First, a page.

In California, a Tesla owner reported his car’s computer freezing when he was on the freeway. Elon Musk’s eclectic vehicle company is known to have glitches. As a result, it’s had several recalls. In February, the company recalled almost 600,000 cars due to the pedestrian warning system, not meeting regulations. In addition, Tesla recalled 800,000 vehicles for a seat belt warning issue during the same month. Luckily, these glitches can be fixed with over-the-air (OTA) updates.

Earlier this year, a popular YouTube channel posted a video of a test drive of Tesla’s self-driving update, version 10.10, and found some errors. This included running a red light and colliding into green posts. This can be scary for a driver when on the road. It makes it especially scary when the person is traveling at high speeds on the freeway. The last thing they want is a glitch in the system. Considering small machines like laptops and smartphones have glitches, it’s no surprise that a bigger one will have problems, but when the safety of the driver and passengers is a priority, manufacturers should better ensure these issues don’t happen.

Related: Tesla Recall 2022: Over 800,000 Cars Are Affected

According to ABC 7 Eyewitness News, Javier Rodriguez’s new Tesla Model 3’s computer screen froze when driving down a freeway in the Los Angeles area at 83 mph. The driver claims that none of the buttons or switches were working, “including turn signals and hazard lights.” The accelerator was also not responding. Luckily, the brakes were still functioning, but Rodriguez was worried that if he pushed on the brakes too much, he wouldn’t be able to keep up with traffic, and someone might crash into him. A California Highway Patrol officer helped the Tesla driver get off the freeway. The vehicle rebooted, and everything seemed fine. Rodriguez had the car towed and taken in to be inspected.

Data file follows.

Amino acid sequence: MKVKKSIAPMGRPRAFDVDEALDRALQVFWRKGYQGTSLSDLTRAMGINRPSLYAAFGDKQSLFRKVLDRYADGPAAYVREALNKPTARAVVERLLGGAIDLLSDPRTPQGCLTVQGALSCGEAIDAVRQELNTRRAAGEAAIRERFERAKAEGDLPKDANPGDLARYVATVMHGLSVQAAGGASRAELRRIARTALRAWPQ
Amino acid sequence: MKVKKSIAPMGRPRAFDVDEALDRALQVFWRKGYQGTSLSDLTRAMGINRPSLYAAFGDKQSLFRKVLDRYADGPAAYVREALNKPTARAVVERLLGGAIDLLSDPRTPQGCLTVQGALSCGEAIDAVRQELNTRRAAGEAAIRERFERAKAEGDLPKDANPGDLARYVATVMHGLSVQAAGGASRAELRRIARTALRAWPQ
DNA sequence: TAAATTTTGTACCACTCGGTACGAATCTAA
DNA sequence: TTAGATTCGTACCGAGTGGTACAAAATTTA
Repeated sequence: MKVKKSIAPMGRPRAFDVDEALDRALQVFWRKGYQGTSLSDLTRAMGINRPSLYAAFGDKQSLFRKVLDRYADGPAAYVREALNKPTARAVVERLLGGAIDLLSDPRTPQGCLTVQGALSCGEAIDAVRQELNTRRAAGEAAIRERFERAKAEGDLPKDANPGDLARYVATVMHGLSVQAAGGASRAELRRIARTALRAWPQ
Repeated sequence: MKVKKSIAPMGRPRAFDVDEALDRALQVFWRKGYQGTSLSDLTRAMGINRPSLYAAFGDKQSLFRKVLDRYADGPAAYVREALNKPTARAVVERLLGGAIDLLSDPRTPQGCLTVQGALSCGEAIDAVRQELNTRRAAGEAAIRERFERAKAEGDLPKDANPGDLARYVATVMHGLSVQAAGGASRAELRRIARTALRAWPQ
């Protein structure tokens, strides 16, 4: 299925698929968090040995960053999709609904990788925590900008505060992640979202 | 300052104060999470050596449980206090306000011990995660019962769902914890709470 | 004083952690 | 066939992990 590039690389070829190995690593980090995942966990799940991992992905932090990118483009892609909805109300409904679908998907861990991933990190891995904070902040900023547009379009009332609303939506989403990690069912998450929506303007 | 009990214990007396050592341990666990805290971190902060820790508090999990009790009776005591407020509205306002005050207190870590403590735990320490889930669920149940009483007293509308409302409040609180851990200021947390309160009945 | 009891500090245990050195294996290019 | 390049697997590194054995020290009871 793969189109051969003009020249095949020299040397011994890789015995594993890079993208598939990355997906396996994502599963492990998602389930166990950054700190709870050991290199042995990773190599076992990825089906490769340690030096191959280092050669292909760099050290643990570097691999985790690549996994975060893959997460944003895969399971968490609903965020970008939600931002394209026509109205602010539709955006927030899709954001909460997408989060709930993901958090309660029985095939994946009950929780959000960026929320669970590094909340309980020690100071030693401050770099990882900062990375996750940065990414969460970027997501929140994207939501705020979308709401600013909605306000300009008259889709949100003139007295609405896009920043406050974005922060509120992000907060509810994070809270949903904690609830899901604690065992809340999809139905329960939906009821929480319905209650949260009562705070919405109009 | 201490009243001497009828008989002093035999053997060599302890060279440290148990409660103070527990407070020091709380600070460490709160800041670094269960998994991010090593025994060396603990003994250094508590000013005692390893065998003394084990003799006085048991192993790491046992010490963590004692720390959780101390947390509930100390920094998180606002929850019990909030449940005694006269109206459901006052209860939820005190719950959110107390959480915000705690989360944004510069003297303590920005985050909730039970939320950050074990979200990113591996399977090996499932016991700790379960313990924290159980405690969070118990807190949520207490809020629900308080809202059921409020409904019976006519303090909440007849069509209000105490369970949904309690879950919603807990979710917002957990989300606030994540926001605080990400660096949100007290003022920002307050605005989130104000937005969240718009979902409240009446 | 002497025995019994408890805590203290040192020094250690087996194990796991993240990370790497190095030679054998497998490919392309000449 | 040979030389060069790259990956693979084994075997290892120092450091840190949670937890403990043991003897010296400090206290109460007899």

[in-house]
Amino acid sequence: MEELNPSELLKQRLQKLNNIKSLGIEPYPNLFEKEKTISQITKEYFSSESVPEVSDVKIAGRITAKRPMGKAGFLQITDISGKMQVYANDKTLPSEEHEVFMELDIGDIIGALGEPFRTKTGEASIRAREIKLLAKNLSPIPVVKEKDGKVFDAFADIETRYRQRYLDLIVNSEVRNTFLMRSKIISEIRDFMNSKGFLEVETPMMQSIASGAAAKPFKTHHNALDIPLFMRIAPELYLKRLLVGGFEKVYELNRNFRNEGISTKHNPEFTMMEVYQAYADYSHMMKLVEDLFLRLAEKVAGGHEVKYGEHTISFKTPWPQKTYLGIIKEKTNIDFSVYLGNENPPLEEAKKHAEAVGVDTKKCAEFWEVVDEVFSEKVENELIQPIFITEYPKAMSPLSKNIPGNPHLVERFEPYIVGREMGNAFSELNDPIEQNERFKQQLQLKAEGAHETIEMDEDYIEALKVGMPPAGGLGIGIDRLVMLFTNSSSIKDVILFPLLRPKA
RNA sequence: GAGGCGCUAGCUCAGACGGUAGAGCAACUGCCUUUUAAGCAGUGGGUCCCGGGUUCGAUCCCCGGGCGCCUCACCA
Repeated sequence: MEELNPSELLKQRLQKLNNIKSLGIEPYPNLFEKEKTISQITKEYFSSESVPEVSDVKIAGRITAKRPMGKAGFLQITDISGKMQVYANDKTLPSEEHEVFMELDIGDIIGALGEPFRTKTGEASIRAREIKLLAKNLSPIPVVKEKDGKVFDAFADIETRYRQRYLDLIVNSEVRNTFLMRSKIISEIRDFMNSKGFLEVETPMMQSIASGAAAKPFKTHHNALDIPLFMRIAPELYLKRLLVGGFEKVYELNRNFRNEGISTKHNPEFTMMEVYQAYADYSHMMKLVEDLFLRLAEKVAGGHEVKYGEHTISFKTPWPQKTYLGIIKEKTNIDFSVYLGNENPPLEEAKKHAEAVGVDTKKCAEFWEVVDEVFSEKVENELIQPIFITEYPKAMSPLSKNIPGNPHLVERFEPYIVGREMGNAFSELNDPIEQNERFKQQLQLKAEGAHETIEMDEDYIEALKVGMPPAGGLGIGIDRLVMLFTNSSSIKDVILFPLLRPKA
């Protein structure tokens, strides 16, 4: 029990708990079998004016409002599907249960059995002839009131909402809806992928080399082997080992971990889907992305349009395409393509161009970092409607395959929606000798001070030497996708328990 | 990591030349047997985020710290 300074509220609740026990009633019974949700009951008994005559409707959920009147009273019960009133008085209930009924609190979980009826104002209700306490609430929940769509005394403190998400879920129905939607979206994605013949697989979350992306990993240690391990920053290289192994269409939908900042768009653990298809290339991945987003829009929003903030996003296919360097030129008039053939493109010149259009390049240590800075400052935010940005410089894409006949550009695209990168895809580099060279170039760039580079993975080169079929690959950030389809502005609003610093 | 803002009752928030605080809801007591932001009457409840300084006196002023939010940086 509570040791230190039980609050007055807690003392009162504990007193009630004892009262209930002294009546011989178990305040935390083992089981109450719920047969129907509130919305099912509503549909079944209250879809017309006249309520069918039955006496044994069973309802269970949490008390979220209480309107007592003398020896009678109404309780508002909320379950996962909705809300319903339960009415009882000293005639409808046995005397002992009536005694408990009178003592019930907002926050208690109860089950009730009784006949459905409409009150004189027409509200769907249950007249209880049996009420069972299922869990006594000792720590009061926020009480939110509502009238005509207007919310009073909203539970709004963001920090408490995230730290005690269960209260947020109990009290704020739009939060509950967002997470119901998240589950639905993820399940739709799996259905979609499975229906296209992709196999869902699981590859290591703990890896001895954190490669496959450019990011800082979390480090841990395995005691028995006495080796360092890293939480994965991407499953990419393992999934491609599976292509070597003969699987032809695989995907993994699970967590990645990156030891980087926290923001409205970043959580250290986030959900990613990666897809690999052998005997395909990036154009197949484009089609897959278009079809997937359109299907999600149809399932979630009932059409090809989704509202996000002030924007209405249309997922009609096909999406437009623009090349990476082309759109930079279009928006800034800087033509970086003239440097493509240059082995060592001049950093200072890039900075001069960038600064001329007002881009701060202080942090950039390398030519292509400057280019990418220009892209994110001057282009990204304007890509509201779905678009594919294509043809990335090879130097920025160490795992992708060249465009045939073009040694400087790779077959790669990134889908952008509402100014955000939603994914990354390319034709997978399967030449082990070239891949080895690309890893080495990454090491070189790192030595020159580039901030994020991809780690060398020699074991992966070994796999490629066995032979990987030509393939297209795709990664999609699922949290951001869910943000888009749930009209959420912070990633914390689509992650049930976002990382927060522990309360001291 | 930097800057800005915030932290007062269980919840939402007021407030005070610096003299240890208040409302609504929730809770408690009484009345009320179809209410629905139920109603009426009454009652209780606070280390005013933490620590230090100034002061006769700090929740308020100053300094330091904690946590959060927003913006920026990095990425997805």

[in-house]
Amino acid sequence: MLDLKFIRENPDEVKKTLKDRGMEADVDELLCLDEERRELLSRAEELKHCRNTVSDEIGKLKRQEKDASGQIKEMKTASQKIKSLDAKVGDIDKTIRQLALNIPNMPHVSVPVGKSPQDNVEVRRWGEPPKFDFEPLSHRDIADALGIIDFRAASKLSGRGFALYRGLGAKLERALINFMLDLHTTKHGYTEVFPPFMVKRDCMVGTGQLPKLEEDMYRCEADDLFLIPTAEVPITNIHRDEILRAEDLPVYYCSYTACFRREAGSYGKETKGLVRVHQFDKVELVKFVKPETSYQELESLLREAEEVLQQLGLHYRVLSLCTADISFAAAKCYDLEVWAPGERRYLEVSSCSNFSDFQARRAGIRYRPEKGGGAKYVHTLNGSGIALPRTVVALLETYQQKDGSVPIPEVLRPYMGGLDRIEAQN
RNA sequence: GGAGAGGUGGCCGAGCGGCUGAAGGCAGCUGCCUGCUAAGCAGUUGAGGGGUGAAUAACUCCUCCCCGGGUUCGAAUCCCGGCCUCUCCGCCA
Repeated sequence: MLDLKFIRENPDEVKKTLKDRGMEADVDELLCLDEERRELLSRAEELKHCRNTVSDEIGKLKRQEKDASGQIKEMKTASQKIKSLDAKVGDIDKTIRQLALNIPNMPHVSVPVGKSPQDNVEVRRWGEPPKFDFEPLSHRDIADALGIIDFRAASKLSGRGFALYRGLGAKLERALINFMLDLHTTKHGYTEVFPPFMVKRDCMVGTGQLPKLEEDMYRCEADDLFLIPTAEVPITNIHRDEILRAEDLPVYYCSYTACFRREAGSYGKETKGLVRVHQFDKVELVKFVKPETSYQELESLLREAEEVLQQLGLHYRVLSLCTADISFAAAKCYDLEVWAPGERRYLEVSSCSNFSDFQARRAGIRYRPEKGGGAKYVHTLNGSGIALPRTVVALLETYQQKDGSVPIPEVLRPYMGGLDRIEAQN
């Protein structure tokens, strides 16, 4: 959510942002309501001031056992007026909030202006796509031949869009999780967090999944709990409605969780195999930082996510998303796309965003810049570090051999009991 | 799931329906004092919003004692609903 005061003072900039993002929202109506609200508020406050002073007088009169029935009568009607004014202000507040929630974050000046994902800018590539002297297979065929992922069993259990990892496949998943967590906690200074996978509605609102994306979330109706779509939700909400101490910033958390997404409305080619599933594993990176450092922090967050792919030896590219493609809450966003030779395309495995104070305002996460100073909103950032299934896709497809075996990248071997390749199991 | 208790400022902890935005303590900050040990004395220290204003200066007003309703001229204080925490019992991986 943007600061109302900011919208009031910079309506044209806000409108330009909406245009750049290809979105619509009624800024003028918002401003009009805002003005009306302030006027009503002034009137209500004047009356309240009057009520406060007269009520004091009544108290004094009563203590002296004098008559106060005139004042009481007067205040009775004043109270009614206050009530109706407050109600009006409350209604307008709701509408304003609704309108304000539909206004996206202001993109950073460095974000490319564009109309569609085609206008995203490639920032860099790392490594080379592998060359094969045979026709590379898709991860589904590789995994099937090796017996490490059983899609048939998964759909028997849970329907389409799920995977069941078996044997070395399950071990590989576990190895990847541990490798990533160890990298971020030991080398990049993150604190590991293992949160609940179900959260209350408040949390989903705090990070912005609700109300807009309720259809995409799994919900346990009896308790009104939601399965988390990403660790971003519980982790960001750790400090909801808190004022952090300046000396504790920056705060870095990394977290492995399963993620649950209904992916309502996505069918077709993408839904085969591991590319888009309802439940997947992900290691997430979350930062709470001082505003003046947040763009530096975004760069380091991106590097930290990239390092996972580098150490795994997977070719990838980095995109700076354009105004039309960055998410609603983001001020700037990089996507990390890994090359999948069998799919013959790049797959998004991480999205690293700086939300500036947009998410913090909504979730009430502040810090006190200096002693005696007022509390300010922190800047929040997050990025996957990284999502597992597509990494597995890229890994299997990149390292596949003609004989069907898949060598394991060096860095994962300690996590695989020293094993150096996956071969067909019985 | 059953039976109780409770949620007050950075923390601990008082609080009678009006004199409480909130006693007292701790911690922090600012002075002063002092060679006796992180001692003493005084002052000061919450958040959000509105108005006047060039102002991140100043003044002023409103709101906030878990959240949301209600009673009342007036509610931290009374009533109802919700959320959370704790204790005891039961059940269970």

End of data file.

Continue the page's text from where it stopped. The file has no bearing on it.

A Scary Glitch With No Justifiable Answer

Tesla Model 3 interior dashboard with display

Tesla was unclear about what caused the issue but said it had been fixed. Rodriguez said the report stated, “Diagnosed and found poor communication from charge port door causing power conversion system to shut off in order to protect onboard components during drive.” The issue was due to the charge port door, which has been known to cause problems in the past. However, it’s usually when trying to charge the car, not while driving.

It’s not comforting to know that a faulty connection caused the system to freeze. So it’s understandable why Tesla’s explanation doesn’t reassure Rodriguez. There are enough hazards on the road that drivers have to avoid. They don’t need their own car failing them too. However, it’s not surprising that Tesla was vague on the details. The company usually drags its feet on recalls too. It doesn’t want to admit to a fault unless they are forced to.